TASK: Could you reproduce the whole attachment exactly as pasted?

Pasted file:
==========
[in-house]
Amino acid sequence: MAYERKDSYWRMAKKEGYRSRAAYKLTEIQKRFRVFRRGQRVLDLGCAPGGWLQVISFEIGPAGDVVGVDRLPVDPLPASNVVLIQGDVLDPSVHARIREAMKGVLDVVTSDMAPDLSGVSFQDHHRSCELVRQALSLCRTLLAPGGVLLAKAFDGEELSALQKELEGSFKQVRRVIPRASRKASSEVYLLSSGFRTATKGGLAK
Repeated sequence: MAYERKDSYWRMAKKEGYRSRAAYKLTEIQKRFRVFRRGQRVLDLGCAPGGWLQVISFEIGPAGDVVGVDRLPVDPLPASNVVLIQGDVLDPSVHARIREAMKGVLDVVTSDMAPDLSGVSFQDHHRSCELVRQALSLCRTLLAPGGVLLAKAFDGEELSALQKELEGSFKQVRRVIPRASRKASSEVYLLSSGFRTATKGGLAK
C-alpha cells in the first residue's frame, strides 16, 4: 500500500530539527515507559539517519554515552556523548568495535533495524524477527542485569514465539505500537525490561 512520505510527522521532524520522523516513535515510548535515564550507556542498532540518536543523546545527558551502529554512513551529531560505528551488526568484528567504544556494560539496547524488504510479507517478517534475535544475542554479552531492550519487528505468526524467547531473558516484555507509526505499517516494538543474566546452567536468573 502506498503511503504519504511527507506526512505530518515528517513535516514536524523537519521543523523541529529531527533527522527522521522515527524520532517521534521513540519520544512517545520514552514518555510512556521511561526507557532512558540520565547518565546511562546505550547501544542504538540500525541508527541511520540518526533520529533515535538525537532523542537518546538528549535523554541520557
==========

[in-house]
Amino acid sequence: MAYERKDSYWRMAKKEGYRSRAAYKLTEIQKRFRVFRRGQRVLDLGCAPGGWLQVISFEIGPAGDVVGVDRLPVDPLPASNVVLIQGDVLDPSVHARIREAMKGVLDVVTSDMAPDLSGVSFQDHHRSCELVRQALSLCRTLLAPGGVLLAKAFDGEELSALQKELEGSFKQVRRVIPRASRKASSEVYLLSSGFRTATKGGLAK
Repeated sequence: MAYERKDSYWRMAKKEGYRSRAAYKLTEIQKRFRVFRRGQRVLDLGCAPGGWLQVISFEIGPAGDVVGVDRLPVDPLPASNVVLIQGDVLDPSVHARIREAMKGVLDVVTSDMAPDLSGVSFQDHHRSCELVRQALSLCRTLLAPGGVLLAKAFDGEELSALQKELEGSFKQVRRVIPRASRKASSEVYLLSSGFRTATKGGLAK
C-alpha cells in the first residue's frame, strides 16, 4: 500500500530539527515507559539517519554515552556523548568495535533495524524477527542485569514465539505500537525490561 512520505510527522521532524520522523516513535515510548535515564550507556542498532540518536543523546545527558551502529554512513551529531560505528551488526568484528567504544556494560539496547524488504510479507517478517534475535544475542554479552531492550519487528505468526524467547531473558516484555507509526505499517516494538543474566546452567536468573 502506498503511503504519504511527507506526512505530518515528517513535516514536524523537519521543523523541529529531527533527522527522521522515527524520532517521534521513540519520544512517545520514552514518555510512556521511561526507557532512558540520565547518565546511562546505550547501544542504538540500525541508527541511520540518526533520529533515535538525537532523542537518546538528549535523554541520557